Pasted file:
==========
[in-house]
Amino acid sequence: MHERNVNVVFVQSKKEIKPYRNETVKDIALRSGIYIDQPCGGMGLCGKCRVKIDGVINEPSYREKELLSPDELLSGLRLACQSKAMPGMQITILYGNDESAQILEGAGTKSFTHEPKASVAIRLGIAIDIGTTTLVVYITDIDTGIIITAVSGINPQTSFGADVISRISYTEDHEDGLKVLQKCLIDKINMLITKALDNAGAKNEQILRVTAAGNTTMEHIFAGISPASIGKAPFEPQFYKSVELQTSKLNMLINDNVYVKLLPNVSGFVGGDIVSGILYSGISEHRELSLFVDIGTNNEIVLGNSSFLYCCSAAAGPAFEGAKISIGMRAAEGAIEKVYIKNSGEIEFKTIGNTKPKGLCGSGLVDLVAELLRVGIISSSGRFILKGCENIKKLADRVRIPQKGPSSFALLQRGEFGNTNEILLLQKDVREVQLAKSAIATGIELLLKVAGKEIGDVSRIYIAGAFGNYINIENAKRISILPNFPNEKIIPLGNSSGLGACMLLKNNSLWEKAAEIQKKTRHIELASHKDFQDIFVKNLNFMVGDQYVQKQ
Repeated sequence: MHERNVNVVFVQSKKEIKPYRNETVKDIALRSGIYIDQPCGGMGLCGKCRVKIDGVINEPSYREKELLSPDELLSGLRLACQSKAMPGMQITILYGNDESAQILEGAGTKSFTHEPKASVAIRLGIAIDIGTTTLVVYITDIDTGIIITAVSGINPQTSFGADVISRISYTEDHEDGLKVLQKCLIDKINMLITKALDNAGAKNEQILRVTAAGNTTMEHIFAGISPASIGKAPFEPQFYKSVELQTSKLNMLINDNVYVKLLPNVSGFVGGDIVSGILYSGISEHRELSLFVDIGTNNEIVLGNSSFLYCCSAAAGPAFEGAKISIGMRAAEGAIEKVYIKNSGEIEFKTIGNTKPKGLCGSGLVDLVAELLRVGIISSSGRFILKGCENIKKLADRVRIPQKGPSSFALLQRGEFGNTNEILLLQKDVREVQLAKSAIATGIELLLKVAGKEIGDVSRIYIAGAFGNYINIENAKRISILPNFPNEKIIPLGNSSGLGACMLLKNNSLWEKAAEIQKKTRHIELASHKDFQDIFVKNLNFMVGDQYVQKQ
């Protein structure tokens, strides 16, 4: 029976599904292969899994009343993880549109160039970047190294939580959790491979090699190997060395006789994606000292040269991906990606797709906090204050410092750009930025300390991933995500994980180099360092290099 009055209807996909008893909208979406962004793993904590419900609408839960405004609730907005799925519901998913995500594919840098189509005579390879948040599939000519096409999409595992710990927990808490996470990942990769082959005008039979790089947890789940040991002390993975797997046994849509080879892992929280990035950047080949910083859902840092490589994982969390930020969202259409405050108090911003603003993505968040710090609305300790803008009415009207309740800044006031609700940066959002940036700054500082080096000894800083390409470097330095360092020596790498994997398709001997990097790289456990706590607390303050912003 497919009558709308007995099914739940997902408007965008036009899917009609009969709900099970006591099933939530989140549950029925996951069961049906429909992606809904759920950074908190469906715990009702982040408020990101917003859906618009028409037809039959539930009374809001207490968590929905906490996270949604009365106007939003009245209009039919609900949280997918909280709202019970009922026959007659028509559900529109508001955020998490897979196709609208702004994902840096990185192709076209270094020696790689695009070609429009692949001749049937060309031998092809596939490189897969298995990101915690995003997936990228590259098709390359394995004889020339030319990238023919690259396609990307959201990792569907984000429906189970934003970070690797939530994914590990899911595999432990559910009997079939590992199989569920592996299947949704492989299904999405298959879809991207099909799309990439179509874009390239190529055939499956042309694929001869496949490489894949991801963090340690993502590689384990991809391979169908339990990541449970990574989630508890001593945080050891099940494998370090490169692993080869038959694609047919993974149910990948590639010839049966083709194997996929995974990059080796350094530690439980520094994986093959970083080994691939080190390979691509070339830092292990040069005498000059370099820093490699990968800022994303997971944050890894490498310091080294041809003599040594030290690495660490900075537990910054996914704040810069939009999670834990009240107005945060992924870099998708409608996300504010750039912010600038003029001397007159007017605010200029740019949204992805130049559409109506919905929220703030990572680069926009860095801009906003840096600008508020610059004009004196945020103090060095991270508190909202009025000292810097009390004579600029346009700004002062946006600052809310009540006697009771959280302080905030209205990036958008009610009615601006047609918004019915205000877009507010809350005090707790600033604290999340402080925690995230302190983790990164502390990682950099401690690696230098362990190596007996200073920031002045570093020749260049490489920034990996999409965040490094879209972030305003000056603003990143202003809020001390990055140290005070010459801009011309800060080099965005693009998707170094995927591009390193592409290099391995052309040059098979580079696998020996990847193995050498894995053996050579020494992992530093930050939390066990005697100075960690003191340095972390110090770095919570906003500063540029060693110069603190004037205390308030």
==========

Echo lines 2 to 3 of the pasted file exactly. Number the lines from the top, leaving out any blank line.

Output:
Amino acid sequence: MHERNVNVVFVQSKKEIKPYRNETVKDIALRSGIYIDQPCGGMGLCGKCRVKIDGVINEPSYREKELLSPDELLSGLRLACQSKAMPGMQITILYGNDESAQILEGAGTKSFTHEPKASVAIRLGIAIDIGTTTLVVYITDIDTGIIITAVSGINPQTSFGADVISRISYTEDHEDGLKVLQKCLIDKINMLITKALDNAGAKNEQILRVTAAGNTTMEHIFAGISPASIGKAPFEPQFYKSVELQTSKLNMLINDNVYVKLLPNVSGFVGGDIVSGILYSGISEHRELSLFVDIGTNNEIVLGNSSFLYCCSAAAGPAFEGAKISIGMRAAEGAIEKVYIKNSGEIEFKTIGNTKPKGLCGSGLVDLVAELLRVGIISSSGRFILKGCENIKKLADRVRIPQKGPSSFALLQRGEFGNTNEILLLQKDVREVQLAKSAIATGIELLLKVAGKEIGDVSRIYIAGAFGNYINIENAKRISILPNFPNEKIIPLGNSSGLGACMLLKNNSLWEKAAEIQKKTRHIELASHKDFQDIFVKNLNFMVGDQYVQKQ
Repeated sequence: MHERNVNVVFVQSKKEIKPYRNETVKDIALRSGIYIDQPCGGMGLCGKCRVKIDGVINEPSYREKELLSPDELLSGLRLACQSKAMPGMQITILYGNDESAQILEGAGTKSFTHEPKASVAIRLGIAIDIGTTTLVVYITDIDTGIIITAVSGINPQTSFGADVISRISYTEDHEDGLKVLQKCLIDKINMLITKALDNAGAKNEQILRVTAAGNTTMEHIFAGISPASIGKAPFEPQFYKSVELQTSKLNMLINDNVYVKLLPNVSGFVGGDIVSGILYSGISEHRELSLFVDIGTNNEIVLGNSSFLYCCSAAAGPAFEGAKISIGMRAAEGAIEKVYIKNSGEIEFKTIGNTKPKGLCGSGLVDLVAELLRVGIISSSGRFILKGCENIKKLADRVRIPQKGPSSFALLQRGEFGNTNEILLLQKDVREVQLAKSAIATGIELLLKVAGKEIGDVSRIYIAGAFGNYINIENAKRISILPNFPNEKIIPLGNSSGLGACMLLKNNSLWEKAAEIQKKTRHIELASHKDFQDIFVKNLNFMVGDQYVQKQ